Hey there — folks have been asking me what tools I use to create our weekly videos, so I thought I would spell it out for you. Here’s the equipment I use. My criteria for anything I am using is that it has to be durable, reasonable small, and lightweight because every week, I am throwing it all into my suitcase and taking it on the road (except for my phone!) And I did not want to spend an arm and a leg. I'm sure you could go higher quality, but this works for me. Camera: My iPhone X Microphone: Shure MV88 iOS digital stereo condenser microphone (plugs into my phone) $149 App for the filming: Shureplus MOTIV video (get in app store) Tripod: Fotopro Phone Travel Tripod $23 (I needed two -- one for the camera & one for light) Lights: Rotolight NEO on-camera LED light $149 15 foot extension cord: Amazon recommended $7 I use an app on my iPhone (Shureplus MOTIV Video -- tied to the microphone) to record the video. For a long time, I was relying on natural light but some of the videos were just too dark so I decided to invest in a light (hence the 2nd tripod and extension cord) box which is about 4 inches square and about an inch and a half thick, so easy to pack. I don't use any sort of teleprompter. Honestly, I don't script these out. I have an idea of the main point I want to make and I just shoot from the hip. Usually, I shoot it a couple times before I'm happy with the flow of the message, but I am rarely shooting for more than 10 minutes. [...]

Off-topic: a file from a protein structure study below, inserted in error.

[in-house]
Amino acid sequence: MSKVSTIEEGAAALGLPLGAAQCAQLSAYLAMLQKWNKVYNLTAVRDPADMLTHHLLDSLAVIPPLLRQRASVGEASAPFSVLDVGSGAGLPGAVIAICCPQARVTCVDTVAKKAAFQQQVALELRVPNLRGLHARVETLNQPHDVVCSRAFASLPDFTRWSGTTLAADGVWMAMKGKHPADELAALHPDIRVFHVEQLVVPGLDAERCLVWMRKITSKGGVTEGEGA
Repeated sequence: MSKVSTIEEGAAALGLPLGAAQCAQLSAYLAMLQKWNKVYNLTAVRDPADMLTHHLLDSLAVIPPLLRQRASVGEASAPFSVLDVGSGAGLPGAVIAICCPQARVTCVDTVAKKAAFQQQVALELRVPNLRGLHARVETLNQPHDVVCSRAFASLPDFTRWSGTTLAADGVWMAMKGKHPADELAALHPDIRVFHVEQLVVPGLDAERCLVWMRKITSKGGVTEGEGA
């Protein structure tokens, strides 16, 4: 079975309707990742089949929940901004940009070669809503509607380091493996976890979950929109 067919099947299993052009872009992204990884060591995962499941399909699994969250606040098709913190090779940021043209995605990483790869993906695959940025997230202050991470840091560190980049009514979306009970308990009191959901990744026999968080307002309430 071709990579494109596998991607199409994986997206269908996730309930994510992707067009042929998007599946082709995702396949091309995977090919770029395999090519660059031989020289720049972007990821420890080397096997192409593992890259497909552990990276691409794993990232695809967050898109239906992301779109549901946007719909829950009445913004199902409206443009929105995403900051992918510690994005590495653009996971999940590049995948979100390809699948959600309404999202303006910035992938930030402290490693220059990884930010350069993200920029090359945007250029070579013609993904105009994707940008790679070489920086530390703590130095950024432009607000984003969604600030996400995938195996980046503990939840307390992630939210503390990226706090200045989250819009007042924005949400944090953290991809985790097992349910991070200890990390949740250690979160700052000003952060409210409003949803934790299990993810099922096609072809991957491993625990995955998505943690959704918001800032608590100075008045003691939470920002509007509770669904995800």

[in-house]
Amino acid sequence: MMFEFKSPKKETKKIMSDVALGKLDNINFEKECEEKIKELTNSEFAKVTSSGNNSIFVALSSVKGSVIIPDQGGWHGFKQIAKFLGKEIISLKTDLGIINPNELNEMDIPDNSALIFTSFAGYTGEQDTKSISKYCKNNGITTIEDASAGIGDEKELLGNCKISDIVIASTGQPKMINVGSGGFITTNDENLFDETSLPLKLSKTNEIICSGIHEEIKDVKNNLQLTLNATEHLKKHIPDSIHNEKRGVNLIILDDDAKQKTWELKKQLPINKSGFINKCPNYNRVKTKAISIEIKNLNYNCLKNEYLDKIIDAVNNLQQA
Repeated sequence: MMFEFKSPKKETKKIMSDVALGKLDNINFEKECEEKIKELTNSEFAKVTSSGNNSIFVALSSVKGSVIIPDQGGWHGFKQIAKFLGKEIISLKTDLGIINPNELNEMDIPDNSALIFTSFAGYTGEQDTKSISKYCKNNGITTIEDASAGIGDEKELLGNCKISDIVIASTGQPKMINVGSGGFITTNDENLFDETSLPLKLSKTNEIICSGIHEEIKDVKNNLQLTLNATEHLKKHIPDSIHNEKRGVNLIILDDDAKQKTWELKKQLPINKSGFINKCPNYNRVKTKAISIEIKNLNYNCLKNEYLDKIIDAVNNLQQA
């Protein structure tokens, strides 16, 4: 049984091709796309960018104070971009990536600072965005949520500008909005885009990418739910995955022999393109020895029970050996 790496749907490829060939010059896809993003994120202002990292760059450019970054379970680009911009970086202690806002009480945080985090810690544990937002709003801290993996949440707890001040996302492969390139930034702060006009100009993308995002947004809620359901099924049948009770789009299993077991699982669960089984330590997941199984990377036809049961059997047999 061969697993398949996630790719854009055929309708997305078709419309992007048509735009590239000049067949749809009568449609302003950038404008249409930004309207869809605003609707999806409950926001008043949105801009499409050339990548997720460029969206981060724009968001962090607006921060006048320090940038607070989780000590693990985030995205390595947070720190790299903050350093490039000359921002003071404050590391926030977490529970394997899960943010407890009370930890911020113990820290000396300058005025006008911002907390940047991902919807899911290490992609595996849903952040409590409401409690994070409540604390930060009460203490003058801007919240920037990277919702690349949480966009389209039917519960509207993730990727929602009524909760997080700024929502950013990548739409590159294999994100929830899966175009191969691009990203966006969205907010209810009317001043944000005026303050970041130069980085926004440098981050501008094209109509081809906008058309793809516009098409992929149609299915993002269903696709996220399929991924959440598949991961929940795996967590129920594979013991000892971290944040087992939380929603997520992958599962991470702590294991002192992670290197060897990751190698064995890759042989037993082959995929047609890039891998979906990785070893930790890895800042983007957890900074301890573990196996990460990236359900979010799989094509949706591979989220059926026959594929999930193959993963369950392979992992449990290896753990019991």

Content Marketing Institute just released a new study, asking agencies about what content marketing services they offer, where they are having success and where they’re still banging their head against a wall. The data is based on 197 respondents, with 71% being US based and 61% of the respondents being owners/partners. There were several takeaways of note in this research and some of it supports what I am seeing among the agencies we serve and some of it makes me scratch my head and wonder a little bit. The results certainly support the idea that content marketing is not new. I’d argue that we’ve always been in the content business, we’ve just changed up the packaging over the years and decades. No great surprise — agencies are reporting that clients of all sizes are seeking help with their content. This isn’t going to change any time soon — and that’s good news for all of us. More surprising is that 73% of the agencies said they were extremely/very successful in achieving their client’s content marketing goals. Given the challenges that I hear agency team members talk about every day (getting the content, getting approvals, getting clients to see the long tail play off content, appropriate pricing related to expectations, etc.) I question this number. I’m sure it’s accurate from the research’s POV — I just wonder how those agencies are actually defining their client’s goals. I also wonder if our clients have the right goals. How often have you heard a client express frustration because their content isn’t driving immediate sales? Have we helped them really think through a content strategy that is big and bold enough? Or is it just a two blog [...]